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Re: [greenyes] Americans break record for beverage containers wasted
Pat, et al-

Is there a breakdown for how much of each commodity has been collected (and
not collected)? Also, a breakdown for how much for each major sector
(residential, workplace, etc.)? Two basic reasons for this question:

1. We see, virtually everywhere, that glass and aluminum recovery in
businesses and institutions has been discontinued in existing programs. In
many cases, the recycling receptacles are still in place, but custodians
have been instructed to trash. In cases where people are starting up
programs, they just go for cardboard and/or office paper. No beverage
containers at all.

2. Curbside programs that don¹t collect plastic, like Philly¹s, inevitably
lose opportunities as more and more products move from glass to plastic
containerization. A number of programs are also discontinuing glass

Just curious. I don¹t doubt that citizens are less inclined to avail
themselves of recycling opportunities when they have them as well. Without
doubt, if there is a way we can work in partnership with CRI to attack
the business equation, let us know.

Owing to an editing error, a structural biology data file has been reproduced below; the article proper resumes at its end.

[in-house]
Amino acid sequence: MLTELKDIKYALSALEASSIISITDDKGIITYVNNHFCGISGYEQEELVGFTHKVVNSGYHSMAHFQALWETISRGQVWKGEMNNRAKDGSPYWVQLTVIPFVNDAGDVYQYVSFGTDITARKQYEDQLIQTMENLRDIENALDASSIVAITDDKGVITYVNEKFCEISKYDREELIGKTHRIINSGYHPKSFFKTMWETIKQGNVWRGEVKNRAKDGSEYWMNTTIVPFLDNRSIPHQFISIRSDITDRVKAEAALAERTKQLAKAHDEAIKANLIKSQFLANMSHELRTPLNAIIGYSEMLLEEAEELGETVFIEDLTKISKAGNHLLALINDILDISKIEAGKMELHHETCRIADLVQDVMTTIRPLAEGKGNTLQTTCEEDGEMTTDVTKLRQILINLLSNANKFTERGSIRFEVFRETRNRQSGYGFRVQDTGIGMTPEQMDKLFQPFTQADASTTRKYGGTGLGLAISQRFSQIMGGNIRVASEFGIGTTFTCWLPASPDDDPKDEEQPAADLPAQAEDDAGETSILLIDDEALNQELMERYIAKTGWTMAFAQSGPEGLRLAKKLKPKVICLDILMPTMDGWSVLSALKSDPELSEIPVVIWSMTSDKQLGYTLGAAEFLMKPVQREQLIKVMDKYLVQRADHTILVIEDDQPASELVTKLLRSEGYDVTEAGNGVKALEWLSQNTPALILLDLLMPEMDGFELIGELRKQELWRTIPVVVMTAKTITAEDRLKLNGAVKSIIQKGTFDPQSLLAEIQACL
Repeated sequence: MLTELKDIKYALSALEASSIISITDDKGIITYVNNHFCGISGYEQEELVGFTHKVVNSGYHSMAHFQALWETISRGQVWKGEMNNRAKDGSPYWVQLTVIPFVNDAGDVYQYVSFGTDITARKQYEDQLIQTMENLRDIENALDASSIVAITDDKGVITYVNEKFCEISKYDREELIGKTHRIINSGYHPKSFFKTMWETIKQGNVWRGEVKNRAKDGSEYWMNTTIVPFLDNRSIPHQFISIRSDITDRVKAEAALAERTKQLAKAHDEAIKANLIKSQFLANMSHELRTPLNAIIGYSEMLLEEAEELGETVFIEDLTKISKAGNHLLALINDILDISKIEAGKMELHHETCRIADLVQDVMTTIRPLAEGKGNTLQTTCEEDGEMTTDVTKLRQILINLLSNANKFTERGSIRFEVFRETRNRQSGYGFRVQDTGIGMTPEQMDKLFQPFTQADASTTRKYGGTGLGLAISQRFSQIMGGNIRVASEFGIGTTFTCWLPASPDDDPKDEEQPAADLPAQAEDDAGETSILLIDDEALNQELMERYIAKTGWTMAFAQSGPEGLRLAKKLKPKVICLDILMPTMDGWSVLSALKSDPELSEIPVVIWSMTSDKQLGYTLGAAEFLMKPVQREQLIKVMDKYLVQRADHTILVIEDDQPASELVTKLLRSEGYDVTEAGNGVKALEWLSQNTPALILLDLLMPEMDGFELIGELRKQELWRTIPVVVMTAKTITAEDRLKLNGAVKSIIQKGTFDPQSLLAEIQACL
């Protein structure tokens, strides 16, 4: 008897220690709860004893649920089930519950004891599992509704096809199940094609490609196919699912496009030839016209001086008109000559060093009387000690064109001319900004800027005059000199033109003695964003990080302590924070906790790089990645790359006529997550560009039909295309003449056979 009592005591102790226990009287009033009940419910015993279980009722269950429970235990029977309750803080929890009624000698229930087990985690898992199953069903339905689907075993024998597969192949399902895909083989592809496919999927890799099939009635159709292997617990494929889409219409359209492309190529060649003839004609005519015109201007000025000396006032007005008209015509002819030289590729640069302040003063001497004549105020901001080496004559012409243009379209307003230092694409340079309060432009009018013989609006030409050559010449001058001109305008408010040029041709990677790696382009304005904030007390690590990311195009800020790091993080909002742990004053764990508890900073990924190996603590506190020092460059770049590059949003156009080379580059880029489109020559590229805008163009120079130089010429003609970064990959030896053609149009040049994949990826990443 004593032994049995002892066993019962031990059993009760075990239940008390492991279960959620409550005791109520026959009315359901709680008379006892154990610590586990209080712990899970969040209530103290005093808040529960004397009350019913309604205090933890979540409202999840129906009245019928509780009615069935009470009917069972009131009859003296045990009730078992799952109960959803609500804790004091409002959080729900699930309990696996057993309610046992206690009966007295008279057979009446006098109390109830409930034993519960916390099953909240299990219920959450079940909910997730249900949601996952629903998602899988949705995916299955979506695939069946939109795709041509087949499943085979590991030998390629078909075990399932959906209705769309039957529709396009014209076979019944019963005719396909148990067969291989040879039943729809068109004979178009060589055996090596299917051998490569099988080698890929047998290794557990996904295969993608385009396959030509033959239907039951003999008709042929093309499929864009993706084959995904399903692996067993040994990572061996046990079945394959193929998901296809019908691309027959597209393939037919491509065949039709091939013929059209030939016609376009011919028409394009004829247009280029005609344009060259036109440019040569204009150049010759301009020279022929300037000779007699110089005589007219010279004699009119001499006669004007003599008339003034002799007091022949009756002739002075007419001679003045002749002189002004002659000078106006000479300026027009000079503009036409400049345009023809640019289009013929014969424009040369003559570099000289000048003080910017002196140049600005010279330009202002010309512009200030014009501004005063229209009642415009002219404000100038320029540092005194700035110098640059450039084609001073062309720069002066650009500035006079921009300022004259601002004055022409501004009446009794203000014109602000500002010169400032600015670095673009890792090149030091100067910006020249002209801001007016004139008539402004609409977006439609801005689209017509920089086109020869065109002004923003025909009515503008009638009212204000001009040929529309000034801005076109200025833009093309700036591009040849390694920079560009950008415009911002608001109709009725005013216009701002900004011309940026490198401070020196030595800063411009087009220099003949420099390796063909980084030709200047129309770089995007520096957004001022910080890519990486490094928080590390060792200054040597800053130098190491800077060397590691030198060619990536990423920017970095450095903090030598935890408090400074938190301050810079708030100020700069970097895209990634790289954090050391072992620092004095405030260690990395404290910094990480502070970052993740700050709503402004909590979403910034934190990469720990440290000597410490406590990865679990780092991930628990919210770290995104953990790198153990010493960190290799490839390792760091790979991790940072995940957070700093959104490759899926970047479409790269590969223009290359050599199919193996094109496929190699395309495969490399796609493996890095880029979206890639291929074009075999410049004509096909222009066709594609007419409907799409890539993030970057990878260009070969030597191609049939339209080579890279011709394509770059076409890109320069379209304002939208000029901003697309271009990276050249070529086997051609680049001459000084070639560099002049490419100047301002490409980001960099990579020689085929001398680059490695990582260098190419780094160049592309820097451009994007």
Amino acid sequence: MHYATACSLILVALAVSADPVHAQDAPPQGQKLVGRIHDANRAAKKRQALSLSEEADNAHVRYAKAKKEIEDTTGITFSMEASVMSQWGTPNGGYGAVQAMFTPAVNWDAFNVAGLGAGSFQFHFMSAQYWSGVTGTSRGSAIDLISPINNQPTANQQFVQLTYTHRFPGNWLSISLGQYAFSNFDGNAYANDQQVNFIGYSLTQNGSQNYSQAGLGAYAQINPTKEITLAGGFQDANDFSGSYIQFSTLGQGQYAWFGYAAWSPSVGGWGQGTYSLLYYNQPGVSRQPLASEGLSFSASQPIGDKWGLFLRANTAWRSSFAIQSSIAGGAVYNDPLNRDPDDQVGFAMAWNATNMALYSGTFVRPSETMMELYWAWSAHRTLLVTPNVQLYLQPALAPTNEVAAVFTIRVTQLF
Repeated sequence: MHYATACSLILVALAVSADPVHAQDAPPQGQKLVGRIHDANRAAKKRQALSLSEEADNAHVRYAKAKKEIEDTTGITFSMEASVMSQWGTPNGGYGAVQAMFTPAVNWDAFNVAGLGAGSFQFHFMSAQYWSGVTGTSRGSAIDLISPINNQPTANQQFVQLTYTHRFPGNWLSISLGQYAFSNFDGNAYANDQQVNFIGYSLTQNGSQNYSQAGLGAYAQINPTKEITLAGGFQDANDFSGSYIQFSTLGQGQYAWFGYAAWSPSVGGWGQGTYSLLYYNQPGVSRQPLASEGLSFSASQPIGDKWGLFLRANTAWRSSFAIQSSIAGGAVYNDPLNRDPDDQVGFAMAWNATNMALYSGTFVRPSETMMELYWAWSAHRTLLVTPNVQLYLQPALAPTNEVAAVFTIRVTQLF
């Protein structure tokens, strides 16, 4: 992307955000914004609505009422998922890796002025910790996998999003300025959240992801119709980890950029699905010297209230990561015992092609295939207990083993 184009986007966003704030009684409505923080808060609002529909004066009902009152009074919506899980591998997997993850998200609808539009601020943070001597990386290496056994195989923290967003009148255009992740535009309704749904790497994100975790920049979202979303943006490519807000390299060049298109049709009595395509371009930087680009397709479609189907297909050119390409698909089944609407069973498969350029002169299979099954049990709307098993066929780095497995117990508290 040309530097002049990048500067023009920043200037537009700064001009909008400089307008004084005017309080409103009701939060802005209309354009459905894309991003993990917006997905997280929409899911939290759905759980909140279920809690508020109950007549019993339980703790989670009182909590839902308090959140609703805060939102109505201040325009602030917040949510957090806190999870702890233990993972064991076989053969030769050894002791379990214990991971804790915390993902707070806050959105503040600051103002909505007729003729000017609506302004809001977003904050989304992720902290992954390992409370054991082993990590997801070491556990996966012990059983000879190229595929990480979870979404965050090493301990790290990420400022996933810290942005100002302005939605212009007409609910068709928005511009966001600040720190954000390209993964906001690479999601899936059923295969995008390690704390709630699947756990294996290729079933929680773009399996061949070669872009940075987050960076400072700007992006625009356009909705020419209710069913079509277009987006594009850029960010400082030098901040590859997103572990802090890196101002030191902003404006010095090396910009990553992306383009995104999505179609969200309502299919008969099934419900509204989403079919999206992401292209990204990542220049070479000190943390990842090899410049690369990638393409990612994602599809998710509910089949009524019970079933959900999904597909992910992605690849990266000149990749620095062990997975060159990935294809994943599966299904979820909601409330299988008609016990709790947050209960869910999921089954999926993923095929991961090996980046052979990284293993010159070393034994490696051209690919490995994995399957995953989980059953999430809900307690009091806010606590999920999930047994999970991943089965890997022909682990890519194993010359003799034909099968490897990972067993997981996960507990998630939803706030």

Thanks for all your tireless work and advocacy.

David Biddle, Executive Director

P.O. Box 4037
Philadelphia, PA 19118
215-432-8225 (mobile)


Go to <> and choose the ³All dates²
option for articles by ³David Biddle²

on 12/30/04 3:35 PM, Pat Franklin at pfranklin@no.address

> 1601 North Kent Street, Suite 803
> Arlington, Virginia 2220
> News Release Contact: Pat Franklin,
> 703/276-9800
> December 30, 2004 cell
> 703/304-3546
> Americans break record for beverage containers wasted
> 129 billion bottles and cans trashed in 2004
> Washington, DC ? Americans threw away a record number of bottles and cans
> according to newly released numbers from the Container Recycling Institute
> (CRI). ?The decline in recycling is due to two factors,? said Pat Franklin,
> executive director of CRI, ?lack of opportunities and lack of incentives to
> recycle.?
> ?In just one year we?ve dumped a staggering 129 billion beverage containers
> in trash cans instead of recycling bins,? said Franklin, ?60% more than in
> 1990. Those glass, aluminum and plastic containers (411 for every man,
> woman and child in America) could have been used to make new cans or
> bottles, fleece jackets, carpets and a myriad of other items.?

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